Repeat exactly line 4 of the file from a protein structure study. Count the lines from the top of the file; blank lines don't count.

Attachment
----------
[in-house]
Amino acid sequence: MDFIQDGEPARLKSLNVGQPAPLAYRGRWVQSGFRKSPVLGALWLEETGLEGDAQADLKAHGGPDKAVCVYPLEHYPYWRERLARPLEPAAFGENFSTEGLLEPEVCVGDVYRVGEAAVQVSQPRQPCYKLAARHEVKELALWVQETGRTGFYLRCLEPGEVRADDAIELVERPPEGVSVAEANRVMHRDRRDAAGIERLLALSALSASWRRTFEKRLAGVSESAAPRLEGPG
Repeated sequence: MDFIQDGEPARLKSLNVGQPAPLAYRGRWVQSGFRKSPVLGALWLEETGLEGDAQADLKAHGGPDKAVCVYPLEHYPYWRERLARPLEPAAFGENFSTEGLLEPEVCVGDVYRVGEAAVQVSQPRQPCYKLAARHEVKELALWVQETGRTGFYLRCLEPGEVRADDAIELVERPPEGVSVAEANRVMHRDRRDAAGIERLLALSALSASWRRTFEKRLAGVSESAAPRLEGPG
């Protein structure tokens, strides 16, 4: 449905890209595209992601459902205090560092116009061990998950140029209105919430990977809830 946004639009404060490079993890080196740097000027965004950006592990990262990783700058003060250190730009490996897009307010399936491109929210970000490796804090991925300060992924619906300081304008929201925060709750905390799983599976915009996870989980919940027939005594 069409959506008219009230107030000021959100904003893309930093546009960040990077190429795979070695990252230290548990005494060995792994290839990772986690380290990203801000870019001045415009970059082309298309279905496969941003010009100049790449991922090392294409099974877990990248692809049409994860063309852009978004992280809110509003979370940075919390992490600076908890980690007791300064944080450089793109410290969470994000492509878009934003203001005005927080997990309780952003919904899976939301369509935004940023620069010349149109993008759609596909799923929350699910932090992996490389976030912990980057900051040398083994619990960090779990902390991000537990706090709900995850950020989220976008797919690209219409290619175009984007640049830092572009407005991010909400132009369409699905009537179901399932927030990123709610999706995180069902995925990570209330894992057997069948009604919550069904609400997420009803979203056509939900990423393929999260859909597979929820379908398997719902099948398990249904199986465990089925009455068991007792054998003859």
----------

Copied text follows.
């Protein structure tokens, strides 16, 4: 449905890209595209992601459902205090560092116009061990998950140029209105919430990977809830 946004639009404060490079993890080196740097000027965004950006592990990262990783700058003060250190730009490996897009307010399936491109929210970000490796804090991925300060992924619906300081304008929201925060709750905390799983599976915009996870989980919940027939005594 069409959506008219009230107030000021959100904003893309930093546009960040990077190429795979070695990252230290548990005494060995792994290839990772986690380290990203801000870019001045415009970059082309298309279905496969941003010009100049790449991922090392294409099974877990990248692809049409994860063309852009978004992280809110509003979370940075919390992490600076908890980690007791300064944080450089793109410290969470994000492509878009934003203001005005927080997990309780952003919904899976939301369509935004940023620069010349149109993008759609596909799923929350699910932090992996490389976030912990980057900051040398083994619990960090779990902390991000537990706090709900995850950020989220976008797919690209219409290619175009984007640049830092572009407005991010909400132009369409699905009537179901399932927030990123709610999706995180069902995925990570209330894992057997069948009604919550069904609400997420009803979203056509939900990423393929999260859909597979929820379908398997719902099948398990249904199986465990089925009455068991007792054998003859």